Synopsis: Research in our laboratory on microvesicles (MVs) secreted by glioblastomsa multiforme  (GBM) astrocytoma cells  suggests that these intermediate sized (100-100nm) vesicles play an important role in microtumor formation, mediating cell-to-cell interactions to form tumor aggregates that coalesce to condensed bodies with physiological parameters comparable to micrometastases in vivo. MVs are dynamic, flexible membrane bound bodies that can fuse to produce end-to-end tubules that connect solid tumor masses to other satellite tumors. Western blot analysis of the protein composition of the tumor associated MVs showed that they contain significant amounts of alpha-v-integrin, a trans-membrane adhesion protein that binds the extracellular matrix (ECM). Patient tumor studies have shown that this biomarker is selectively expressed in GBM, but not in lower grade gliomas, normal glia or neurons in the cortex and cerebral white matter where aggressive GBM tumors commonly arise. Moreover, tumor biopsy studies link alpha- v – integrin to more highly invasive and proliferating tumor areas.  Cadherins, calcium regulated transmembrane cell-to-cell adhesion proteins, were also present in MVs secreted by GBM cells in culture. Lower levels of other cell surface proteins implicated in local tumor spread and invasion were detected in GBM MVs, including CD63, CD47, Tsg101 and flotillin-2. In addition, several proteins identified previously as neural stem cell markers, including neurolignin-3 and beta-III tubulin, were identified in the tumor cell membrane and associated microvesicles. Neurolignin-3 has been identified as a growth promoting activator of GBM tumors. Beta-III is present at high levels in the developing central and peripheral nervous systems, but not in mature brain tissue, except in malignant tumors.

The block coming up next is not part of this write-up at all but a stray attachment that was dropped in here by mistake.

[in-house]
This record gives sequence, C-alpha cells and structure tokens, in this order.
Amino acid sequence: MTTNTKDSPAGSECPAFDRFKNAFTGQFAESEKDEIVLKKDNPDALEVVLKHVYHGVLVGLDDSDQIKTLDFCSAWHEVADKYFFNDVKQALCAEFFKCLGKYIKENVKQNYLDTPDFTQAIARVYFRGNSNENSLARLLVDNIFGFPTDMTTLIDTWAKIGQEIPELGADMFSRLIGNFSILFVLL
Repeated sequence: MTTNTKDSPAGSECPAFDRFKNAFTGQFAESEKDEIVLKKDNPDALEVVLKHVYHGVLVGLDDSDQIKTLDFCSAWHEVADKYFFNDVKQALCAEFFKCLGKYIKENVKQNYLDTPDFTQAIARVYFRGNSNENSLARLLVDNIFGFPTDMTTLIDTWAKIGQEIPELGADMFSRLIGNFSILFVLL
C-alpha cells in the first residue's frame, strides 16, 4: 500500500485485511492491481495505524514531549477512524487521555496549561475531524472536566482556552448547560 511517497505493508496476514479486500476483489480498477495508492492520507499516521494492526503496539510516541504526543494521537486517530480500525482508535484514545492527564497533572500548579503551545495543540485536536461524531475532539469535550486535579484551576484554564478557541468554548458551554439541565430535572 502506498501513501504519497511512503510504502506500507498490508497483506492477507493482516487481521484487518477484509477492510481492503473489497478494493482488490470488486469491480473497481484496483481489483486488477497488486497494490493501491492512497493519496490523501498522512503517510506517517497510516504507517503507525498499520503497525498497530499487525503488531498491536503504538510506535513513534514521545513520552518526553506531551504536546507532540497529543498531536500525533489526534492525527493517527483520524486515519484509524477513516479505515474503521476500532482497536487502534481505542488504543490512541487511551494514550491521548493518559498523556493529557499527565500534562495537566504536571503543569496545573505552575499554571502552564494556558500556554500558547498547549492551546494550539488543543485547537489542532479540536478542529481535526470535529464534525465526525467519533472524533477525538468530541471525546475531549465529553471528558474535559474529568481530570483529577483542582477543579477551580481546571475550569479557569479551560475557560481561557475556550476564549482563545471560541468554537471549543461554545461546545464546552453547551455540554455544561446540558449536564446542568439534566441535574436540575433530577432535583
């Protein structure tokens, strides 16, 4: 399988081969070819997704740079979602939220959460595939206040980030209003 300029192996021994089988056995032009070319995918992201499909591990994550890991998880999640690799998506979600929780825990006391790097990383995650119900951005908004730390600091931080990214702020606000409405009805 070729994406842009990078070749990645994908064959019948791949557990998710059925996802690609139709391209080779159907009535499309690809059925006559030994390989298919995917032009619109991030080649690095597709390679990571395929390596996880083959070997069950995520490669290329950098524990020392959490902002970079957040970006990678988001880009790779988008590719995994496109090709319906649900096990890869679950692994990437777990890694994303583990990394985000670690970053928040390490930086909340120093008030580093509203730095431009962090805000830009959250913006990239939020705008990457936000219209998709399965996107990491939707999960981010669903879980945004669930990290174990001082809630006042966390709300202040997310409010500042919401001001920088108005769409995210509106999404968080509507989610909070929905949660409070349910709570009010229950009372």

It is highly significant that GBM tumor MVs contain proteins specifically linked to the invasive and progressive properties of glioblastoma, suggesting that the MVs may play an important role in tumor invasion and spread.  I will present a model, “insertional membrane editing” to explain how tumor MV/stromal interactions may facilitate tumor progression by reprogramming adjacent stromal tissue. MVs may serve as an intricate intercellular communication platform for coordinating homeostasis within the tumor microenvironment.  In the context of the tumor microenvironment, changes in cell-to-cell adhesion parameters, such as those involved in epithelial to mesenchymal transitions (EMTs), may promote the production of MVs that further contribute to tumor invasion and spread by remodeling the tumor invasion zone to facilitate tumor cell migration, ECM attachment and invasion.